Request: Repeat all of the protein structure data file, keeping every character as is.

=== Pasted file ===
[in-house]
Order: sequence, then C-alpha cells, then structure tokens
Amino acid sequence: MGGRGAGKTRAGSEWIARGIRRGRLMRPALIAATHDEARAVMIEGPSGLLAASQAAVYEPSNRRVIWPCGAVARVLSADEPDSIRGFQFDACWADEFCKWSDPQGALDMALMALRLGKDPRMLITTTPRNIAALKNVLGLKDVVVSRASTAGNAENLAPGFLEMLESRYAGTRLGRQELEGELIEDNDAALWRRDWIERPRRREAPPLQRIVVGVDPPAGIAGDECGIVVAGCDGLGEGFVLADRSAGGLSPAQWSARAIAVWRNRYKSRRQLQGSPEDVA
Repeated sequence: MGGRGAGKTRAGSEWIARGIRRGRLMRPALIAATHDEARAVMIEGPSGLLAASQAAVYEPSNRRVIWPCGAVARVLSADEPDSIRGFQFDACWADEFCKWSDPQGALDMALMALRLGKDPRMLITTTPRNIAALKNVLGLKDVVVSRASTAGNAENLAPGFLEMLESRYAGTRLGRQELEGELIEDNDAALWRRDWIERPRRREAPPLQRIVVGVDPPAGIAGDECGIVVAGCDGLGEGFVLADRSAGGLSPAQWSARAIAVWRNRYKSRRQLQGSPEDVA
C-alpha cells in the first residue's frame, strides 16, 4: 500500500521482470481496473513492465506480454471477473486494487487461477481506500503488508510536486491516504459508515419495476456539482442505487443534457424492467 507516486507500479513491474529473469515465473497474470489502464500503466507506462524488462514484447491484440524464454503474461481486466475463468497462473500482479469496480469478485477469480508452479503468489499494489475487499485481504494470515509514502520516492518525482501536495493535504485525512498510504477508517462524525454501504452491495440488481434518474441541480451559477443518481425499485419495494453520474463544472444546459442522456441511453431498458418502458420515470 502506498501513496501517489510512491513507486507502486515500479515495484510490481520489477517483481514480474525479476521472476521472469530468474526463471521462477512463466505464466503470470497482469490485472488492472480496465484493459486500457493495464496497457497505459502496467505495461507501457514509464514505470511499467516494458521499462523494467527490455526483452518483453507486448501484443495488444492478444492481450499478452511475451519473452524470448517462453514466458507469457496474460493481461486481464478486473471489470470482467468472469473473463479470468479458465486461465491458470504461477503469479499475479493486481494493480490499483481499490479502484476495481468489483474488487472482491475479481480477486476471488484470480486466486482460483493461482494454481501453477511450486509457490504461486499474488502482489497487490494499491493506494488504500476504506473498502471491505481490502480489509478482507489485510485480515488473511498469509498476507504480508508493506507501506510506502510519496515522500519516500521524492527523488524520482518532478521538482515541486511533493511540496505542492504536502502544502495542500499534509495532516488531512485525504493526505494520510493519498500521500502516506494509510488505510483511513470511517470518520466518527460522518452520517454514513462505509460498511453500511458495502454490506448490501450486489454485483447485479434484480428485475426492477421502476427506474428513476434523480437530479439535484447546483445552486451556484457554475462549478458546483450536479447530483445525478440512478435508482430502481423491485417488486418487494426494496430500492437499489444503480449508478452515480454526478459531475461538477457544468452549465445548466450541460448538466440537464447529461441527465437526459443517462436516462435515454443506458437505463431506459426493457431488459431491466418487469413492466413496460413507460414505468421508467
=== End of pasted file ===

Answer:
[in-house]
Order: sequence, then C-alpha cells, then structure tokens
Amino acid sequence: MGGRGAGKTRAGSEWIARGIRRGRLMRPALIAATHDEARAVMIEGPSGLLAASQAAVYEPSNRRVIWPCGAVARVLSADEPDSIRGFQFDACWADEFCKWSDPQGALDMALMALRLGKDPRMLITTTPRNIAALKNVLGLKDVVVSRASTAGNAENLAPGFLEMLESRYAGTRLGRQELEGELIEDNDAALWRRDWIERPRRREAPPLQRIVVGVDPPAGIAGDECGIVVAGCDGLGEGFVLADRSAGGLSPAQWSARAIAVWRNRYKSRRQLQGSPEDVA
Repeated sequence: MGGRGAGKTRAGSEWIARGIRRGRLMRPALIAATHDEARAVMIEGPSGLLAASQAAVYEPSNRRVIWPCGAVARVLSADEPDSIRGFQFDACWADEFCKWSDPQGALDMALMALRLGKDPRMLITTTPRNIAALKNVLGLKDVVVSRASTAGNAENLAPGFLEMLESRYAGTRLGRQELEGELIEDNDAALWRRDWIERPRRREAPPLQRIVVGVDPPAGIAGDECGIVVAGCDGLGEGFVLADRSAGGLSPAQWSARAIAVWRNRYKSRRQLQGSPEDVA
C-alpha cells in the first residue's frame, strides 16, 4: 500500500521482470481496473513492465506480454471477473486494487487461477481506500503488508510536486491516504459508515419495476456539482442505487443534457424492467 507516486507500479513491474529473469515465473497474470489502464500503466507506462524488462514484447491484440524464454503474461481486466475463468497462473500482479469496480469478485477469480508452479503468489499494489475487499485481504494470515509514502520516492518525482501536495493535504485525512498510504477508517462524525454501504452491495440488481434518474441541480451559477443518481425499485419495494453520474463544472444546459442522456441511453431498458418502458420515470 502506498501513496501517489510512491513507486507502486515500479515495484510490481520489477517483481514480474525479476521472476521472469530468474526463471521462477512463466505464466503470470497482469490485472488492472480496465484493459486500457493495464496497457497505459502496467505495461507501457514509464514505470511499467516494458521499462523494467527490455526483452518483453507486448501484443495488444492478444492481450499478452511475451519473452524470448517462453514466458507469457496474460493481461486481464478486473471489470470482467468472469473473463479470468479458465486461465491458470504461477503469479499475479493486481494493480490499483481499490479502484476495481468489483474488487472482491475479481480477486476471488484470480486466486482460483493461482494454481501453477511450486509457490504461486499474488502482489497487490494499491493506494488504500476504506473498502471491505481490502480489509478482507489485510485480515488473511498469509498476507504480508508493506507501506510506502510519496515522500519516500521524492527523488524520482518532478521538482515541486511533493511540496505542492504536502502544502495542500499534509495532516488531512485525504493526505494520510493519498500521500502516506494509510488505510483511513470511517470518520466518527460522518452520517454514513462505509460498511453500511458495502454490506448490501450486489454485483447485479434484480428485475426492477421502476427506474428513476434523480437530479439535484447546483445552486451556484457554475462549478458546483450536479447530483445525478440512478435508482430502481423491485417488486418487494426494496430500492437499489444503480449508478452515480454526478459531475461538477457544468452549465445548466450541460448538466440537464447529461441527465437526459443517462436516462435515454443506458437505463431506459426493457431488459431491466418487469413492466413496460413507460414505468421508467